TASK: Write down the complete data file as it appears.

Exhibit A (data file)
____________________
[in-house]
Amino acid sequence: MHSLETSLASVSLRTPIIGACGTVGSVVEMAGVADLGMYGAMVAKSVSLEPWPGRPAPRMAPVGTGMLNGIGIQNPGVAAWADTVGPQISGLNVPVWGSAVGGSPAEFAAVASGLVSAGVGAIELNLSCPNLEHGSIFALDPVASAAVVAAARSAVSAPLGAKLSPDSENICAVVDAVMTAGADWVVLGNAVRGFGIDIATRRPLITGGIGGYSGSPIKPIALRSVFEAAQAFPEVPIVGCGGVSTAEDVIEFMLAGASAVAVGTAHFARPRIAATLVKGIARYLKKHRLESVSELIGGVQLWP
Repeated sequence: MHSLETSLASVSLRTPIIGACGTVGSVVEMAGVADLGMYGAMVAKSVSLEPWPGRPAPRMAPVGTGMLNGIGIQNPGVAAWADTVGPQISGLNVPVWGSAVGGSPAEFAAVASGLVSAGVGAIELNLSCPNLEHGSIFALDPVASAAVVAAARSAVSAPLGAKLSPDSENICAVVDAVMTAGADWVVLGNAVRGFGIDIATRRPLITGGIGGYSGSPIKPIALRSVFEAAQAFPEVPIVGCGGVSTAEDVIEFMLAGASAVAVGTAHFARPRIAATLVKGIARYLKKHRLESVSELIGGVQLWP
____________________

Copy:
[in-house]
Amino acid sequence: MHSLETSLASVSLRTPIIGACGTVGSVVEMAGVADLGMYGAMVAKSVSLEPWPGRPAPRMAPVGTGMLNGIGIQNPGVAAWADTVGPQISGLNVPVWGSAVGGSPAEFAAVASGLVSAGVGAIELNLSCPNLEHGSIFALDPVASAAVVAAARSAVSAPLGAKLSPDSENICAVVDAVMTAGADWVVLGNAVRGFGIDIATRRPLITGGIGGYSGSPIKPIALRSVFEAAQAFPEVPIVGCGGVSTAEDVIEFMLAGASAVAVGTAHFARPRIAATLVKGIARYLKKHRLESVSELIGGVQLWP
Repeated sequence: MHSLETSLASVSLRTPIIGACGTVGSVVEMAGVADLGMYGAMVAKSVSLEPWPGRPAPRMAPVGTGMLNGIGIQNPGVAAWADTVGPQISGLNVPVWGSAVGGSPAEFAAVASGLVSAGVGAIELNLSCPNLEHGSIFALDPVASAAVVAAARSAVSAPLGAKLSPDSENICAVVDAVMTAGADWVVLGNAVRGFGIDIATRRPLITGGIGGYSGSPIKPIALRSVFEAAQAFPEVPIVGCGGVSTAEDVIEFMLAGASAVAVGTAHFARPRIAATLVKGIARYLKKHRLESVSELIGGVQLWP